Town Water Officials Absent From Star Valley Meeting


Tommie Martin's attempt to bring both sides of the Star Valley water dispute together failed when town water officials declined to participate.

Martin, the District 1 county supervisor, convened a special fact-finding meeting of the Board of Supervisors Tuesday morning at Gila Community College. Presentations were made by the Diamond Star Water Coalition and Leslie Myers, water conservation coordinator for the U.S. Bureau of Reclamation, on the regional water study currently in progress.

But Buzz Walker, town public works director, told the county earlier this month that he had a problem with the meeting agenda.

"Our decisions are made by our town council in a town of Payson public meeting based on our requirements pursuant to local and state law," Walker told county officials in an e-mail dated April 7. "We agreed to meet with the board of supervisors to provide information on our participation in regional water study projects and on Payson water supply projects. We did not agree to create a parallel decision-making process that circumvents our town of Payson development process and our town council."

Walker was upset that some people left the county meeting with the impression that the town just didn't show up.

"(Martin) was on the radio Monday morning and she said, ‘I don't think the town is going to be at the meeting.' I heard her say it," Walker said. "So they knew it, and they knew why -- because we don't conduct town business under the county board of supervisors.

"We don't see how any good can come from it. It just gives somebody an opportunity to beat up on town staff."

Fearing their own wells might run dry, the Diamond Star Water Coalition is fighting the town's decision to accept water from a developer who is drilling wells inside their community. At a town council meeting on March 10, the coalition submitted petitions asking the town to consider annexing Star Valley, but said their real objective was incorporation.

In his memo to the county, Walker noted that the coalition's views had already been presented at that meeting and they would be considered.


Chairman Joe Sanchez of the Gila County Board of Supervisors, makes a point during the Star Valley water hearing.

At the conclusion of the county meeting on Tuesday, the supervisors expressed their hope that the town will eventually sit down with the county and the coalition to work on a solution. District 3 Supervisor Shirley Dawson specifically addressed Vice Mayor Judy Buettner, who was in attendance.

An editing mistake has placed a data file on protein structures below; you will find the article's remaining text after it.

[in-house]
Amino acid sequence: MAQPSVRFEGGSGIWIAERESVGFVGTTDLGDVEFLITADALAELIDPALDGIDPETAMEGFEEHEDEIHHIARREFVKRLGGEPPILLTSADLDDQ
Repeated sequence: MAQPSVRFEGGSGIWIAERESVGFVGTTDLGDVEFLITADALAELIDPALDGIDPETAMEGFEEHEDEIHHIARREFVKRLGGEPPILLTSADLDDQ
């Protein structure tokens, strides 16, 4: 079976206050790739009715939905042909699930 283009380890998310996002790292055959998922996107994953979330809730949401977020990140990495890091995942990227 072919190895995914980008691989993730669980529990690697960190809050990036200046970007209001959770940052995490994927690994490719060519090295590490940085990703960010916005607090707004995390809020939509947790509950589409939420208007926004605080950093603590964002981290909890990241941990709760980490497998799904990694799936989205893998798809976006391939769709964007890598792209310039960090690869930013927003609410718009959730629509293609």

"I do hope that the vice mayor will encourage the town of Payson to work with us in finding a solution to this," Dawson said. "Some people believe a decision has been made that is irrevocable, but I hope that we'll work together and find a way that we can co-exist.

"You have such a beautiful area here, but without water you don't have anything, and with contaminated water you have a serious problem."

Dawson was referring to claims made during the coalition's presentation that if the town pumps excessive amounts of water out of Star Valley, contamination from an unremediated gas tank leak, hundreds of septic tanks, and an unregulated dump site will result. The coalition highlighted its concerns in a Powerpoint presentation narrated by local radio personality Randy Roberson.

"The last pump test that was performed in February 2005 at a rate of some 400 gallons per minute had an effect on wells as far away as four-tenths of a mile to the west," Roberson said. "If it affected a well downstream four-tenths of a mile, it could quite possibly affect the monitoring wells at the old dump which is four-tenths of a mile upstream."

Following Roberson's presentation, Diamond Star Fire Chief Gary Hatch summarized the coalition's position.

"Our concern is what we will do if we don't have water," Hatch said. "If the town puts these wells into production and it causes contamination, who's going to clean it up? The town told us, ‘If we drain your water, you can go find water yourself.'"

Walker maintains that the water the town wants is from a totally different aquifer.

"We think there's a certain amount of water in the fractured system out there -- not the sand and gravel, but the fractured system -- that will more than support what the developer wants to send out of there," he said. "(Star Valley residents) are not pulling out of the fractured bedrock system; they're pulling out of the sand and gravel."

Martin said a water lawyer was present at the meeting at her request.

"I'm having him look into some of the suggestions that Star Valley offered up, to see if they're really options for us." she said. "He came up afterwards and said these are areas we need to look into. I said, ‘Look into them.'"

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